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Ajam Media Collective

Ajam Media Collective has written 58 posts for Ajam Media Collective

Lived Cosmopolitanisms: An AjamMC/THE STATE Zine

Ajam Media Collective recently worked with THE STATE, a Dubai-based publishing practice, to make a ‘zine. We provided the words and art while they provided the design to make a wonderful collaborative document. We are also publishing the work on our site, beginning with this introduction. Continue reading »

Juma Reading List #16

Ajam’s Juma Reading Lists are a weekly feature curated by Ajam co-editor-in-chief Alex Shams that compile the top articles, photographs, and music videos from our social media pages into one easy and accessible link round-up for you to enjoy over the weekend. The term “Juma” is an originally Arabic word for “Friday” that comes from a root meaning … Continue reading »

Weaving History: Ziegler Co. and the Making of Iran’s Carpet Industry

Carpet manufacturing during the Qajar period was dominated by the establishment of multinational corporations who invested heavily in the production of Persian carpets. The management method used by these companies inside developing countries was based on exploitation. These companies encouraged the carpet manufactures to weave inexpensive carpets of low quality and cheap coloration due to the use of chemically-unstable ink colors, which were suitable for European and American markets. These corporations encouraged economic profitability over quality. Continue reading »

Rewriting Hafez: Re-theorizing Untranslatability in Persian Poetry

Translation can be characterized as an interplay between literary traditions, a process that illuminates the difference in approaches to and articulation of poeticity. Consequently, linguistic and cultural challenges arise that need to be addressed by the translator regardless of his or her approach to translation. The Persian literary tradition presents unique challenges that are particularly well-revealed in the ghazaliyyāt of Hafez of Shiraz, a poet who is widely read in Persianate societies. Poets and scholars alike have expressed the difficulty of translating Hafez. Continue reading »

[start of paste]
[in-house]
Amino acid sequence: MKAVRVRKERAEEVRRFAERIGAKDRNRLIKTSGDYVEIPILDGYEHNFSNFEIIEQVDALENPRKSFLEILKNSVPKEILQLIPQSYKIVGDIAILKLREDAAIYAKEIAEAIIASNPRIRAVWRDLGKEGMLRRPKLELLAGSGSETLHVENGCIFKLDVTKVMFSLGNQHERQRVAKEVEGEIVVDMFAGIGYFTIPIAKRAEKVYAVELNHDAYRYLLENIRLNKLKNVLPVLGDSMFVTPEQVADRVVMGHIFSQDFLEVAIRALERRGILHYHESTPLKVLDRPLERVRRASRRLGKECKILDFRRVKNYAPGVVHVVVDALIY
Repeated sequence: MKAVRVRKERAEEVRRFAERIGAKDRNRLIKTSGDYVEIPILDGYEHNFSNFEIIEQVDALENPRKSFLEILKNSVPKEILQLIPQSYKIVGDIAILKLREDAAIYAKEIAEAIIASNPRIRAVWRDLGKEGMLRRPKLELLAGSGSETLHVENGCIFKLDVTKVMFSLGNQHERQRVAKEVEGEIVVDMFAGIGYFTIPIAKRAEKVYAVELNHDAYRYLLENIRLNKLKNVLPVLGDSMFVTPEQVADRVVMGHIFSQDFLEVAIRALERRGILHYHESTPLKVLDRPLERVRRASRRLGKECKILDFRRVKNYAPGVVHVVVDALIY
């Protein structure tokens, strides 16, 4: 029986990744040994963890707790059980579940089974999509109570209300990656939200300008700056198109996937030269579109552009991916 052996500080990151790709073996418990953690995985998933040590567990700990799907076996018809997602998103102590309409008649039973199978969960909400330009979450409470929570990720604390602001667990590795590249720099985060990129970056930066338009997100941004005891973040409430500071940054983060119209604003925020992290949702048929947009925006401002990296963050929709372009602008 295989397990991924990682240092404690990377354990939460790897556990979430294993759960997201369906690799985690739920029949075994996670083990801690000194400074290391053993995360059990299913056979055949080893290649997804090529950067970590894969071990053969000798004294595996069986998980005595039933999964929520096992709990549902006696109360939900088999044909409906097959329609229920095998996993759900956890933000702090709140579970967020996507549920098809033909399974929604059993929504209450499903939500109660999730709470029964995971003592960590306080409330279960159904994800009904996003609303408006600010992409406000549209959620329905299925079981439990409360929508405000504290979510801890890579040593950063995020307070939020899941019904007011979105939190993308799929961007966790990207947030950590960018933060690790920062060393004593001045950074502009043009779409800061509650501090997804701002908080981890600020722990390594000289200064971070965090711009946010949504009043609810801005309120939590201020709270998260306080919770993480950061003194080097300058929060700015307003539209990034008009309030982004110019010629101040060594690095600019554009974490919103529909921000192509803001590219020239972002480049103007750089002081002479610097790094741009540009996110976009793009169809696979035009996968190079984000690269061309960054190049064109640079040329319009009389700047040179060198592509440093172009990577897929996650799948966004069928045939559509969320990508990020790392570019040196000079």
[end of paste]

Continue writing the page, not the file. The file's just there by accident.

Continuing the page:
Armenia’s Bangladesh: Portrait of a Yerevan Suburb

Never having visited the Republic of Bangladesh, my reflections are probably missing a certain something. Nevertheless I began to ask about the suburb’s unofficial name. “Why is it called Bangladesh?” mimicked a colleague, incredulous. “Because it’s hot, poor, far away, and nobody knows much about it.” Continue reading »

The King Hasn’t Left The Building: An Oral History of an Afghan Musical Icon, Ahmad Zahir

Ahmad Zahir, the major Afghan pop singer of the 1970s, died mysteriously in 1979, a year of upheaval and turmoil in Afghanistan’s political history. Since then, many Afghans, in diaspora and in Afghanistan, maintain a special relationship with Ahmad Zahir and his music. This article explores the memory of one family in using Ahmad Zahir as a way to connect to their homeland. Continue reading »

Becoming a Post-Soviet City: Social Housing and Urban Planning in Yerevan

Since gaining independence, Yerevan has been subjected to a complex process of postcolonial nation-building while simultaneously adopting globalized urbanization trends. Similar to many other gentrifying cities, demolition and displacement are becoming more and more a common practice. New multinational construction projects are presented and justified as acts of nation-building while the low income majority is expected by the emerging elite to make sacrifices for the benefit of the nation as a whole. Continue reading »

On Literature and Worldliness: A Conversation with Mahmoud Dowlatabadi

What does it truly mean to be worldly, and yet rooted in the geographical, historical, and cultural circumstances that mandate artistic expression? A conversation with one of the masters of modern Persian literature, Mahmoud Dowlatabadi. Continue reading »

A Fashionable Revolution: Veiling, Morality, and Consumer Culture in Iran

The everyday practice of the mandatory veil has indeed been noticeably shifting ever since the first generation of women who were born after the 1979 Revolution came of age in the mid-1990’s. This kind of fascination with Iranian women and their sense of dress, however, obscures the complexities surrounding how Iranian women actually practice the mandatory veil. These articles produce simplistic generalizations by treating women’s bodily surfaces as a measure of societal progress and morality; romanticizing the notion of resistance; and eliding the significance of class and consumer culture in everyday urban life. Continue reading »

Accelerating Beyond “Iran”? An Interview with Mohammad Salemy on Telecomputation, Digital Production, and Diaspora

While the theoretical problem of the local and global has been long exhausted by the globalization of Iranian cultural capital, the radical treatment of this binary in Mohammad Salemy’s curatorial practice through his engagement with Reza Negarestani’s brand of universal and rationalist philosophy is reenergizing the debate about the complex symmetry of the binary’s components. Continue reading »

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